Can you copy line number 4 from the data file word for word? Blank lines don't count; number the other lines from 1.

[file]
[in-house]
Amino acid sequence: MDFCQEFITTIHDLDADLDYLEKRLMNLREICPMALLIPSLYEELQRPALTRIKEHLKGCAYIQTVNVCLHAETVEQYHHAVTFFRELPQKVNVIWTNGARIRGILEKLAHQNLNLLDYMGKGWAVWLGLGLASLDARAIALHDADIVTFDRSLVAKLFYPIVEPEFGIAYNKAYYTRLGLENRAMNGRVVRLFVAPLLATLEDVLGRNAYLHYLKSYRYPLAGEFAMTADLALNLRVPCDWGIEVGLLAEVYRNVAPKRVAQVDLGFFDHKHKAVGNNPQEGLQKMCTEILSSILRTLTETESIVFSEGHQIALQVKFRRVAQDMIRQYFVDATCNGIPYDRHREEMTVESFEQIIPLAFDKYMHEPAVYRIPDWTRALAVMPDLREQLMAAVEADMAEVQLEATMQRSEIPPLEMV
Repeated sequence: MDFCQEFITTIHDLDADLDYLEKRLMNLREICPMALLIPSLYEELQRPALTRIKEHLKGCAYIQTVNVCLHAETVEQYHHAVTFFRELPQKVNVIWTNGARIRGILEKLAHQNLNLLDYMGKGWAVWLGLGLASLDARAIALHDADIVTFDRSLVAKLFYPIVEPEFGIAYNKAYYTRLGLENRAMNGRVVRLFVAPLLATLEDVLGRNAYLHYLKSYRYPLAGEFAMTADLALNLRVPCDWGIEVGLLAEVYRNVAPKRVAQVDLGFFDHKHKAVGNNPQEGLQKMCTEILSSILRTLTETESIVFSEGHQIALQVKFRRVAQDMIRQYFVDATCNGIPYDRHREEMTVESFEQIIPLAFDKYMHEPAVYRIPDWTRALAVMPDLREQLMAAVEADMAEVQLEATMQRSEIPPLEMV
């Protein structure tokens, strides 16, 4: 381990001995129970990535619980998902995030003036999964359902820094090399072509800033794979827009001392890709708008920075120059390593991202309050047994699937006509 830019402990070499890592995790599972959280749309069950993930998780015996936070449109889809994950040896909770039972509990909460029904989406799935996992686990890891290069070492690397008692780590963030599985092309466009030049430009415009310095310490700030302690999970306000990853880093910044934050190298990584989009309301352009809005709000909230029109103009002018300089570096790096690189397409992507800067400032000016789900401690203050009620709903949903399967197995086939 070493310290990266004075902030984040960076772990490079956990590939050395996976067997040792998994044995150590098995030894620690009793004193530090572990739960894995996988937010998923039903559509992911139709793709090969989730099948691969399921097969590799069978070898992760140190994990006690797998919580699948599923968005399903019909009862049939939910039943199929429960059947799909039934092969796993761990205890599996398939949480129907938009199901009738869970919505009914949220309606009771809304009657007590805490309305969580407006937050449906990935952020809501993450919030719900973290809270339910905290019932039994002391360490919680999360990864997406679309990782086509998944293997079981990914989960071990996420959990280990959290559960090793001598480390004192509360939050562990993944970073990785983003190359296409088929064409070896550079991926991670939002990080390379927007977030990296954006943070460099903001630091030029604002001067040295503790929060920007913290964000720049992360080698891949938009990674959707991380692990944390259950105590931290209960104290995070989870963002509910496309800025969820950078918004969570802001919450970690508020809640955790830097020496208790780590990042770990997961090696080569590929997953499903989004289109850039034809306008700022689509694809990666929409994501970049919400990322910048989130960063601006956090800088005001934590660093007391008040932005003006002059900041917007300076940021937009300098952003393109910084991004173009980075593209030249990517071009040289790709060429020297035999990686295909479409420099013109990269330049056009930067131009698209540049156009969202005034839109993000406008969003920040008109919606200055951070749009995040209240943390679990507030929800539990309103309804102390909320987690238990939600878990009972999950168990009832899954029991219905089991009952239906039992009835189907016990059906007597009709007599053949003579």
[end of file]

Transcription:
């Protein structure tokens, strides 16, 4: 381990001995129970990535619980998902995030003036999964359902820094090399072509800033794979827009001392890709708008920075120059390593991202309050047994699937006509 830019402990070499890592995790599972959280749309069950993930998780015996936070449109889809994950040896909770039972509990909460029904989406799935996992686990890891290069070492690397008692780590963030599985092309466009030049430009415009310095310490700030302690999970306000990853880093910044934050190298990584989009309301352009809005709000909230029109103009002018300089570096790096690189397409992507800067400032000016789900401690203050009620709903949903399967197995086939 070493310290990266004075902030984040960076772990490079956990590939050395996976067997040792998994044995150590098995030894620690009793004193530090572990739960894995996988937010998923039903559509992911139709793709090969989730099948691969399921097969590799069978070898992760140190994990006690797998919580699948599923968005399903019909009862049939939910039943199929429960059947799909039934092969796993761990205890599996398939949480129907938009199901009738869970919505009914949220309606009771809304009657007590805490309305969580407006937050449906990935952020809501993450919030719900973290809270339910905290019932039994002391360490919680999360990864997406679309990782086509998944293997079981990914989960071990996420959990280990959290559960090793001598480390004192509360939050562990993944970073990785983003190359296409088929064409070896550079991926991670939002990080390379927007977030990296954006943070460099903001630091030029604002001067040295503790929060920007913290964000720049992360080698891949938009990674959707991380692990944390259950105590931290209960104290995070989870963002509910496309800025969820950078918004969570802001919450970690508020809640955790830097020496208790780590990042770990997961090696080569590929997953499903989004289109850039034809306008700022689509694809990666929409994501970049919400990322910048989130960063601006956090800088005001934590660093007391008040932005003006002059900041917007300076940021937009300098952003393109910084991004173009980075593209030249990517071009040289790709060429020297035999990686295909479409420099013109990269330049056009930067131009698209540049156009969202005034839109993000406008969003920040008109919606200055951070749009995040209240943390679990507030929800539990309103309804102390909320987690238990939600878990009972999950168990009832899954029991219905089991009952239906039992009835189907016990059906007597009709007599053949003579």